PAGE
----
A Letter from Ireland:
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Does your first name have an equivalent Irish name?

Do you know your given name in Irish? Does your first name have an equivalent Irish name? Just last week, I sent out a Letter from Ireland – and in it, I covered many of the more common first names in Irish. Well, the amount of mail I received in turn would would have kept me busy for the next month!

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So, what I decided to do is to lay out as many Irish names as I could come up with in the following article. I included the answers to many of the questions I received – maybe you can find some of your familiar names below?

I have divided them into boys and girls names. Have a look through and see what you think (btw – I am open to being corrected – the translations for some Irish names can be quite “fluid” at times):

Irish Names for Girls:

Let’s start with some girls names:

  • Agnes – Equivalent Irish: Úna (pronounced “oon-a”).
  • Alice – Equivalent Irish: Ailís (pronounced “ay-leesh”).
  • Anne – Equivalent Irish: Áine (pronounced “Awn-ya”).
  • Barbara – Equivalent Irish: Gormladh (pronounced “Gurm-la”) and Bairbre.
  • Catherine/Katherine – Equivalent Irish: Caitríona (pronounced “Ca-treena”).
  • Dorothy – Equivalent Irish: Doireann (pronounced “dirr-en”).
  • Edna – Equivalent Irish: Eithne (pronounced “et-na”).
  • Elizabeth – Equivalent Irish: Sibeal (pronounced “Sybil”) or Eibhlís (pronounced “aye-leesh).
  • Eva – Equivalent Irish: Aoife (pronounced “eef-a”).
  • Evelyn/Eileen – Equivalent Irish: Eibhlín (pronounced “aye-leen”).
  • Frances – Equivalent Irish: Proinnseas (pronounced “Prun-chis”).
  • Grace – Equivalent Irish: Gráinne (pronounced “Grawn-ya”).
  • Honora – Equivalent Irish: Nora (pronounced “nore-a”).
  • Jane/Jennifer/Janet – Equivalent Irish: Sinéad (pronounced “Shin-ade”).
  • Joan/Joanna/Judith/Julia – Equivalent Irish: Siobhán (pronounced “Shiv-awn”).
  • Josephine – Equivalent Irish: Seosaimhín (pronounced “show-sav-een”).
  • Kathleen – Equivalent Irish: Caitlín (pronounced “Cat-leen”).
  • Kelly – Equivalent Irish: Ceallach (pronounced “Ka-yallock”).
  • Margaret – Equivalent Irish: Mairéad (pronounced “Mor-ade”).
  • Marjorie/Mabel/Maude/Marion – Equivalent Irish: Muireann (pronounced “mwir-an”).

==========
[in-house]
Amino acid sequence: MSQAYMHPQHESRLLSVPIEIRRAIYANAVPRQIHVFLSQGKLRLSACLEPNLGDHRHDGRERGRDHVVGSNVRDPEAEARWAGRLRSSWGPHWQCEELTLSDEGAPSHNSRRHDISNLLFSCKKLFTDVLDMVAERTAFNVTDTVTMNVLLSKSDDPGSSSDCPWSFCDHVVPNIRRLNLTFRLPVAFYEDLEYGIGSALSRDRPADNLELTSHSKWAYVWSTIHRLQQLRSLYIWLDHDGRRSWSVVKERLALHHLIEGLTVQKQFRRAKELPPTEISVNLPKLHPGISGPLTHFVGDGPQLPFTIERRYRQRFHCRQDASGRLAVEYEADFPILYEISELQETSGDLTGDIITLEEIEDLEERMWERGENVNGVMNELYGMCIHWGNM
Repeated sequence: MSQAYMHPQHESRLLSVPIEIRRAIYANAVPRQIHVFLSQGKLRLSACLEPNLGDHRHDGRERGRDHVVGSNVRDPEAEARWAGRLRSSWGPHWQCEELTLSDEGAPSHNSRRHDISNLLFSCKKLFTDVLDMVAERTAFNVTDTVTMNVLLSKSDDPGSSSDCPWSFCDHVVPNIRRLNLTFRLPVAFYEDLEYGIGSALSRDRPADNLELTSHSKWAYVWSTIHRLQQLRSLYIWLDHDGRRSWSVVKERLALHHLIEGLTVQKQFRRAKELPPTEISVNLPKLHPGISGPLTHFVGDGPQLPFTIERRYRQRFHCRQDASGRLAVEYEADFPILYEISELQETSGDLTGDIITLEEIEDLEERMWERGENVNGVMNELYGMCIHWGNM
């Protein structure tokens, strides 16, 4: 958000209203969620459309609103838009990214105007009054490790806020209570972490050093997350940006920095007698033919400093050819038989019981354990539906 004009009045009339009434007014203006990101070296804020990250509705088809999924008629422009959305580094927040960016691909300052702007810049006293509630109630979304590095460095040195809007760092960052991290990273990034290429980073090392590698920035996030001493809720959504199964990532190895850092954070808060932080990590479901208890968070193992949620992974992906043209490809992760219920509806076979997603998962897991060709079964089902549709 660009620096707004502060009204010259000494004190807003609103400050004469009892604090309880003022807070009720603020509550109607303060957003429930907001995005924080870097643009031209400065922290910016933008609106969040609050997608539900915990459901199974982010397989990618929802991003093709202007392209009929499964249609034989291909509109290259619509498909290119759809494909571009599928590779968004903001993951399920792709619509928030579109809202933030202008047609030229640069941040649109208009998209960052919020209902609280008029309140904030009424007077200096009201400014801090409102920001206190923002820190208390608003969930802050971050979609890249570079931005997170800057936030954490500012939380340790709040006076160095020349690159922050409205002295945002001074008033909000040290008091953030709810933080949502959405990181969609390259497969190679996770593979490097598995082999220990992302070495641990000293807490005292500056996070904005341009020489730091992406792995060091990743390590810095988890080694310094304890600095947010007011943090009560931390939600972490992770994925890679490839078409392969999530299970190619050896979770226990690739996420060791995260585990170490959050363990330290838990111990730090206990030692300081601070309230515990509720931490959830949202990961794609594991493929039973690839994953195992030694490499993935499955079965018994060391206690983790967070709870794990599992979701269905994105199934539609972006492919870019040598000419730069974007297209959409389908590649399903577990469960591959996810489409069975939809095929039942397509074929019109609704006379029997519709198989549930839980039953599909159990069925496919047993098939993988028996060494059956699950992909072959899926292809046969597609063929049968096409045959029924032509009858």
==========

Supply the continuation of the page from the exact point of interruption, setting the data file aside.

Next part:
• Mary/Miriam – Equivalent Irish: Máire (pronounced “Maw-re”).
  • Patricia – Equivalent Irish: Padraigín (pronounced “paw-drig-een”).
  • Pauline – Equivalent Irish: Póilín (pronounced “Poe-leen”).
  • Penelope – Equivalent Irish: Fionnuala (pronounced “fyun-oola”).
  • Rose – Equivalent Irish: Róisín (pronounced “rosh-een”).
  • Sarah/Sophia/Sally – Equivalent Irish: Sorcha (pronounced “sor-ka”).
  • Sheila/Sheelagh/Cecilia – Equivalent Irish: Síle (pronounced “Shee-la”).
  • Theresa – Equivalent Irish: Treasa (pronounced “trassa”).

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Irish Names for Boys:

And on to the boys:

  • Adam – Equivalent Irish: Adhamh (pronounced “awve”).
  • Aidan – Equivalent Irish: Aodhan (pronounced “ay-dawn”).
  • Andrew – Equivalent Irish: Aindréis (pronounced “Ann-draysh”).
  • Anthony – Equivalent Irish: Antaine (pronounced “An-tanna”).
  • Benjamin/Bernard – Equivalent Irish: Beaircheart (pronounced “bar-hart”).
  • Brendan – Equivalent Irish: Brendán (pronounced “bren-dawn”).
  • Brian – Equivalent Irish: Brían (pronounced “Bree-an”).
  • Charles – Equivalent Irish: Cathal (pronounced “Caw-hal”). This also gives us the surname Cahill. As you may be aware, most Irish surnames are derived from first names.
  • Christopher – Equivalent Irish: Críostóir (pronounced “kree-store”).
  • Conor/Cornelius – Equivalent Irish: Conchobhar (pronounced “conner”).
  • Daniel – Equivalent Irish: Domhnall/Dónal (pronounced “Dough-nal”). This also gives us the surnames McDonnell and O’Donnell. Think of “Daniel O’Donnell”.
  • David – Equivalent Irish: Daithí (pronounced “dah-hee”).
  • Declan – Equivalent Irish: Deaglán (pronounced “day-glawn”).
  • Denis – Equivalent Irish: Donnchadh (pronounced “duna-ka”).
  • Dermot/Jeremiah/Derry – Equivalent Irish: Diarmuid (pronounced “dear-mid”).
  • Edward/Edmund – Equivalent Irish: Eamon (pronounced “Ay-mon”).
  • Florence – Equivalent Irish: Finín (pronounced “fin-een”).
  • Francis/Frank – Equivalent Irish: Prionsíos (pronounced “Prun-sheeis”).
  • Frederick/Fergus – Equivalent Irish: Caitlín (pronounced “Cat-leen”).
  • George – Equivalent Irish: Seoirse (pronounced “shor-sha”).